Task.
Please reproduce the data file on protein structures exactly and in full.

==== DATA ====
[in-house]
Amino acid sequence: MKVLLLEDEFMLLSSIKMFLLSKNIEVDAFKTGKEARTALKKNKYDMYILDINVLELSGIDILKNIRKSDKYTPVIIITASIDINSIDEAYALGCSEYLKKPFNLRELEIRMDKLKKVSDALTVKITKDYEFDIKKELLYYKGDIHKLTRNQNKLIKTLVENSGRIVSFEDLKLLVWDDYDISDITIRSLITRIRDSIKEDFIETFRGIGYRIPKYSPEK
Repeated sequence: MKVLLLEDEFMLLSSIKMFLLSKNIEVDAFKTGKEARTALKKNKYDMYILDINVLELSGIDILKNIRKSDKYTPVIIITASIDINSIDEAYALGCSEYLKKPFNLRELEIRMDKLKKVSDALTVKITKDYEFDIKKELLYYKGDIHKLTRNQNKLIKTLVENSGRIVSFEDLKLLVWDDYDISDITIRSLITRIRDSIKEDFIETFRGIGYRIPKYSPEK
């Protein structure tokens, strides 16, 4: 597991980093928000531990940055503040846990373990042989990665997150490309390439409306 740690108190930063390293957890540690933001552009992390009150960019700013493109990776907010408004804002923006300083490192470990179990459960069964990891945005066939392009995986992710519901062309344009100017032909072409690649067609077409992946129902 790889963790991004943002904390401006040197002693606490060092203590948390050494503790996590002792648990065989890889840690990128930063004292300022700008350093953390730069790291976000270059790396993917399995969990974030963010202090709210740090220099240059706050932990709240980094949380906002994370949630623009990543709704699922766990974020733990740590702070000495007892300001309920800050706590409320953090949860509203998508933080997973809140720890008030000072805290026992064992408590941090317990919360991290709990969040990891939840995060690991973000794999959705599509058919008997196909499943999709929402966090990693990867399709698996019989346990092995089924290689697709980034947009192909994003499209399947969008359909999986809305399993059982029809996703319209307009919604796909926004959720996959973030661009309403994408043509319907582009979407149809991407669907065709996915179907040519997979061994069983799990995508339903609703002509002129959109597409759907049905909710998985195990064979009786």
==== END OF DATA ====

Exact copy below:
[in-house]
Amino acid sequence: MKVLLLEDEFMLLSSIKMFLLSKNIEVDAFKTGKEARTALKKNKYDMYILDINVLELSGIDILKNIRKSDKYTPVIIITASIDINSIDEAYALGCSEYLKKPFNLRELEIRMDKLKKVSDALTVKITKDYEFDIKKELLYYKGDIHKLTRNQNKLIKTLVENSGRIVSFEDLKLLVWDDYDISDITIRSLITRIRDSIKEDFIETFRGIGYRIPKYSPEK
Repeated sequence: MKVLLLEDEFMLLSSIKMFLLSKNIEVDAFKTGKEARTALKKNKYDMYILDINVLELSGIDILKNIRKSDKYTPVIIITASIDINSIDEAYALGCSEYLKKPFNLRELEIRMDKLKKVSDALTVKITKDYEFDIKKELLYYKGDIHKLTRNQNKLIKTLVENSGRIVSFEDLKLLVWDDYDISDITIRSLITRIRDSIKEDFIETFRGIGYRIPKYSPEK
């Protein structure tokens, strides 16, 4: 597991980093928000531990940055503040846990373990042989990665997150490309390439409306 740690108190930063390293957890540690933001552009992390009150960019700013493109990776907010408004804002923006300083490192470990179990459960069964990891945005066939392009995986992710519901062309344009100017032909072409690649067609077409992946129902 790889963790991004943002904390401006040197002693606490060092203590948390050494503790996590002792648990065989890889840690990128930063004292300022700008350093953390730069790291976000270059790396993917399995969990974030963010202090709210740090220099240059706050932990709240980094949380906002994370949630623009990543709704699922766990974020733990740590702070000495007892300001309920800050706590409320953090949860509203998508933080997973809140720890008030000072805290026992064992408590941090317990919360991290709990969040990891939840995060690991973000794999959705599509058919008997196909499943999709929402966090990693990867399709698996019989346990092995089924290689697709980034947009192909994003499209399947969008359909999986809305399993059982029809996703319209307009919604796909926004959720996959973030661009309403994408043509319907582009979407149809991407669907065709996915179907040519997979061994069983799990995508339903609703002509002129959109597409759907049905909710998985195990064979009786």